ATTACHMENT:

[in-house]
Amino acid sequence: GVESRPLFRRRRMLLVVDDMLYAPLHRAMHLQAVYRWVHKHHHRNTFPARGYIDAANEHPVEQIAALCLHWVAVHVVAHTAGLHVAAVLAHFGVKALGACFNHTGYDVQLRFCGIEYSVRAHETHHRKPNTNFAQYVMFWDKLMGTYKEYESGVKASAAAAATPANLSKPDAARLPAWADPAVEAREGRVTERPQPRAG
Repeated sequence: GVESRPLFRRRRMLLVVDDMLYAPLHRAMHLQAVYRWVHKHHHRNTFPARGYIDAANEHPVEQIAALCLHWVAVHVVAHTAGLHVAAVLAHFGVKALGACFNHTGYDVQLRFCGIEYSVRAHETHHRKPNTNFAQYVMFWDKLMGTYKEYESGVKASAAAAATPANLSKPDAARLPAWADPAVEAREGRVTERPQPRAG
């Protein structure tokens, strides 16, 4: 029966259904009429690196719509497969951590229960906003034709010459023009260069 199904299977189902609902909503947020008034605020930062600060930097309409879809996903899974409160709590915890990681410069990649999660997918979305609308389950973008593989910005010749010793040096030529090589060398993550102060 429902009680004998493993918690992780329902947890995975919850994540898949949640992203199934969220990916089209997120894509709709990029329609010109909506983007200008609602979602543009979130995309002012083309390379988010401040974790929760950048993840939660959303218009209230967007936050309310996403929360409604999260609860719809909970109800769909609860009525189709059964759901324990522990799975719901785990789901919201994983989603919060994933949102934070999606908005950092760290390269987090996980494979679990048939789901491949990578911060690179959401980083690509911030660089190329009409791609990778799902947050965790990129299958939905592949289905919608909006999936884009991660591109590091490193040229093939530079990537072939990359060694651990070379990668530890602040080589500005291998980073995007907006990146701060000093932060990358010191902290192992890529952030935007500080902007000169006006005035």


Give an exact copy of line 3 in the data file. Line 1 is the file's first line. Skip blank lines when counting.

Repeated sequence: GVESRPLFRRRRMLLVVDDMLYAPLHRAMHLQAVYRWVHKHHHRNTFPARGYIDAANEHPVEQIAALCLHWVAVHVVAHTAGLHVAAVLAHFGVKALGACFNHTGYDVQLRFCGIEYSVRAHETHHRKPNTNFAQYVMFWDKLMGTYKEYESGVKASAAAAATPANLSKPDAARLPAWADPAVEAREGRVTERPQPRAG